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Those who smoke or have a history of smoking have up to four times greater risk of PAD. Exposure to tobacco raises the risk of atherosclerosis by constricting arteries and promoting inflammation.
In a study conducted by Harvard University, researchers reported that smokers whose lifetime exposure to cigarettes was 10 to 29 pack-years were six times more likely to develop PAD (compared to non-smokers). Additionally, those with a lifetime exposure of thirty or more pack-years had eleven times the risk. (A pack-year is a measure of tobacco exposure: one pack of cigarettes a day for ten years, two packs a day for five years, and half a pack a day for 20 years each adds up to ten pack-years.)
An estimated one out of every three people with diabetes over the age of 50 has PAD. Nearly 20% of symptomatic patients with PAD have diabetes, but this percentage likely underestimates the prevalence, given that many more people with PAD are asymptomatic rather than symptomatic.
High blood pressure increases your risk of having PAD. Over time, high blood pressure damages the wall of the arteries. As a result, the arteries become thick, hard, and narrow inside making it harder for the blood to flow.
Cholesterol is a fatty substance that builds up in your bloodstream. Having high cholesterol (or a high LDL level) leads to a plaque buildup in your arteries. When you have too much plaque, your arteries can become narrowed and blood flow to your heart, brain, or limbs becomes limited.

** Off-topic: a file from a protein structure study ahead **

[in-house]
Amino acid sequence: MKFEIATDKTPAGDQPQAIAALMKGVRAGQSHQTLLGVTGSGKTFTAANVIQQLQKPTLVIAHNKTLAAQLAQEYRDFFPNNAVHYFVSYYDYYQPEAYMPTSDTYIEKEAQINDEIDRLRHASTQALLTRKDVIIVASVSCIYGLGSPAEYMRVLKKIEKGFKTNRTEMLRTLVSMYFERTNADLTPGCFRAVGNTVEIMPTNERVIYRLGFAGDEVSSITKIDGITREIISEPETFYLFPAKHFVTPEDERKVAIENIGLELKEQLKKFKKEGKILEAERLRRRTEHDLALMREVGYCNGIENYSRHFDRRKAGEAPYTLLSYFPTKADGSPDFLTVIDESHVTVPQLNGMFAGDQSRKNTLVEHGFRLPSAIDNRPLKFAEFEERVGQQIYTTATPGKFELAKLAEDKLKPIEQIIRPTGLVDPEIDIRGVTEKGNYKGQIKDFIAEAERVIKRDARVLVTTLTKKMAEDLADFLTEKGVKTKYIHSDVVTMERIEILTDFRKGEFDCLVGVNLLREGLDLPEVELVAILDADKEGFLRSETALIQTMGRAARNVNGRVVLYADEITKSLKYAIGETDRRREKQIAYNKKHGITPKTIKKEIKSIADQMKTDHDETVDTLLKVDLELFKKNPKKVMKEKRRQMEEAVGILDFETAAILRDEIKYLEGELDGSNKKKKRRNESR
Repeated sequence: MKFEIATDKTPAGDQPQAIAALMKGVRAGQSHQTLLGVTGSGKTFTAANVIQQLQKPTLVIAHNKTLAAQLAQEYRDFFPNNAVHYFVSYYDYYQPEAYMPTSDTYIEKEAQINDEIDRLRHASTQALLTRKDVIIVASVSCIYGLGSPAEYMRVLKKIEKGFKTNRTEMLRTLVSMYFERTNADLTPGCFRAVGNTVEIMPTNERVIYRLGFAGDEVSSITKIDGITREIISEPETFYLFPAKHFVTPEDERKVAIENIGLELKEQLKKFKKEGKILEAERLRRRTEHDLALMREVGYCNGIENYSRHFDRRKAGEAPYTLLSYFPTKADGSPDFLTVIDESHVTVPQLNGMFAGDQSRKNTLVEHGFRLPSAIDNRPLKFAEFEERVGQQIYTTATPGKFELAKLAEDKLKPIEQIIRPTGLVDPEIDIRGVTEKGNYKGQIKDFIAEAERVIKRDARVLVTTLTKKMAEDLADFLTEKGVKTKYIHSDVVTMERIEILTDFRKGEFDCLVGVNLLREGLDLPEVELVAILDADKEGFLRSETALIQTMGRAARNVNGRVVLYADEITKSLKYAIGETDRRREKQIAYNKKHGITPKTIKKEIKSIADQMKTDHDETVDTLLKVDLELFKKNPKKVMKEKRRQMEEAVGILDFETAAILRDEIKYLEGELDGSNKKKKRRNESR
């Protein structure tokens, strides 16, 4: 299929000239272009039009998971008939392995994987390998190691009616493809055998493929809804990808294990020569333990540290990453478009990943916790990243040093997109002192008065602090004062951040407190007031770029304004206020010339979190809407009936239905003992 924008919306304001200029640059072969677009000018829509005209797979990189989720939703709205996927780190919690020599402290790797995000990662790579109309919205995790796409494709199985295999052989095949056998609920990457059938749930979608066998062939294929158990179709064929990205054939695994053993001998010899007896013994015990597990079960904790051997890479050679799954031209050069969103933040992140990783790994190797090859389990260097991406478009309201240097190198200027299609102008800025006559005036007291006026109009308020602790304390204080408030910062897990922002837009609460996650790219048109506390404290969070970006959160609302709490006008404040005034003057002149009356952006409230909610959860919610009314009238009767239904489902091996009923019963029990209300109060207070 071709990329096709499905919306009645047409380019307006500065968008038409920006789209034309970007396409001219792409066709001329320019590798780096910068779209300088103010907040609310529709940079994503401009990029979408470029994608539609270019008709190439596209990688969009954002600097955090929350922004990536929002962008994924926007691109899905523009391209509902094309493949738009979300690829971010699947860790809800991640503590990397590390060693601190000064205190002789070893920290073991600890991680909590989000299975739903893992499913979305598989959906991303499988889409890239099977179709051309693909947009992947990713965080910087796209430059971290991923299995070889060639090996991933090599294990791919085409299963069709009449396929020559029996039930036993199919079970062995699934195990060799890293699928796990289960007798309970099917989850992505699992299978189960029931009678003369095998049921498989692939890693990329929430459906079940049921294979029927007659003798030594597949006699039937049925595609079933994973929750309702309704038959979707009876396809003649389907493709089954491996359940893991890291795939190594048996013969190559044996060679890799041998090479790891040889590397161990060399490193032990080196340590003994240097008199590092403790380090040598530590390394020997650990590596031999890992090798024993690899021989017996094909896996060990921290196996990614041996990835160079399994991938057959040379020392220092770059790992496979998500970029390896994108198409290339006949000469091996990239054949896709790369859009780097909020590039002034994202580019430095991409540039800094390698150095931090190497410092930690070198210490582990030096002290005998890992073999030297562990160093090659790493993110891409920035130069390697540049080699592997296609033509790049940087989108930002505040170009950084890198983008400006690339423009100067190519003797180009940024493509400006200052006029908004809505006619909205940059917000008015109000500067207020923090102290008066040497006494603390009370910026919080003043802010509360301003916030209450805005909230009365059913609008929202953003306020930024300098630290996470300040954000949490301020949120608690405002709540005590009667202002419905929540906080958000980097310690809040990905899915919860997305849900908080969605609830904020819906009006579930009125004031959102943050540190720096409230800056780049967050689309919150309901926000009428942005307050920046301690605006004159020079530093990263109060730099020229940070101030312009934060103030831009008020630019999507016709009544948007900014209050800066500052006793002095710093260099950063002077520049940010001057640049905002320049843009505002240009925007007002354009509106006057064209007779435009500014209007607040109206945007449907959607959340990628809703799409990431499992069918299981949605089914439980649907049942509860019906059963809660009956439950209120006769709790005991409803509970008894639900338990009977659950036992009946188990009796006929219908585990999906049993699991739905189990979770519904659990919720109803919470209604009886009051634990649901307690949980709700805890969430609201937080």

A study published in the Journal of the American College of Cardiology recently followed over 2,400 men and women in the United States for four years to measure the relationship between family history and prevalence of PAD through the use of questionnaires and physical examinations.
The study revealed that adults with a family history of peripheral artery disease were 83% more likely to develop this condition, while those with a family history of severe peripheral artery disease were 2.42 times as probable to develop this condition than those without any family history of the disease.